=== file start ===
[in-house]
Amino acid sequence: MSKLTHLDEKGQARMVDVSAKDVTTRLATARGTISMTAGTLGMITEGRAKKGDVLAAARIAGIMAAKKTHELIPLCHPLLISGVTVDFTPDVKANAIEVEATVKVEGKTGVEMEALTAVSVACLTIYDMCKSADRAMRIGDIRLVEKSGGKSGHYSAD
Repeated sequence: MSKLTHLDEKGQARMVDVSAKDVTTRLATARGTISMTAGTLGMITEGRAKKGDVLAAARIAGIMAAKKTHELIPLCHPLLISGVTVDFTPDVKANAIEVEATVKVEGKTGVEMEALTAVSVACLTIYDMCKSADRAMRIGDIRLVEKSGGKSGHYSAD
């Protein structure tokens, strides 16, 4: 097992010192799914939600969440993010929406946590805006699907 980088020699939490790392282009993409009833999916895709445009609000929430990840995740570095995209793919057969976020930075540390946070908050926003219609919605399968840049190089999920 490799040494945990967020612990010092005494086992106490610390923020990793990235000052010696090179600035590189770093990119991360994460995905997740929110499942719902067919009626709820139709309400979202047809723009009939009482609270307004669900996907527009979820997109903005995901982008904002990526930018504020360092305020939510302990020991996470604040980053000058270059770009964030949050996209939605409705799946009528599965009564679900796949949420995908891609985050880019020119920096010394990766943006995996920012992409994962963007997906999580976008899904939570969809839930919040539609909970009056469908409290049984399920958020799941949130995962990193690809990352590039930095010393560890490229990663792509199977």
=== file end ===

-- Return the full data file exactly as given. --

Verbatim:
[in-house]
Amino acid sequence: MSKLTHLDEKGQARMVDVSAKDVTTRLATARGTISMTAGTLGMITEGRAKKGDVLAAARIAGIMAAKKTHELIPLCHPLLISGVTVDFTPDVKANAIEVEATVKVEGKTGVEMEALTAVSVACLTIYDMCKSADRAMRIGDIRLVEKSGGKSGHYSAD
Repeated sequence: MSKLTHLDEKGQARMVDVSAKDVTTRLATARGTISMTAGTLGMITEGRAKKGDVLAAARIAGIMAAKKTHELIPLCHPLLISGVTVDFTPDVKANAIEVEATVKVEGKTGVEMEALTAVSVACLTIYDMCKSADRAMRIGDIRLVEKSGGKSGHYSAD
């Protein structure tokens, strides 16, 4: 097992010192799914939600969440993010929406946590805006699907 980088020699939490790392282009993409009833999916895709445009609000929430990840995740570095995209793919057969976020930075540390946070908050926003219609919605399968840049190089999920 490799040494945990967020612990010092005494086992106490610390923020990793990235000052010696090179600035590189770093990119991360994460995905997740929110499942719902067919009626709820139709309400979202047809723009009939009482609270307004669900996907527009979820997109903005995901982008904002990526930018504020360092305020939510302990020991996470604040980053000058270059770009964030949050996209939605409705799946009528599965009564679900796949949420995908891609985050880019020119920096010394990766943006995996920012992409994962963007997906999580976008899904939570969809839930919040539609909970009056469908409290049984399920958020799941949130995962990193690809990352590039930095010393560890490229990663792509199977």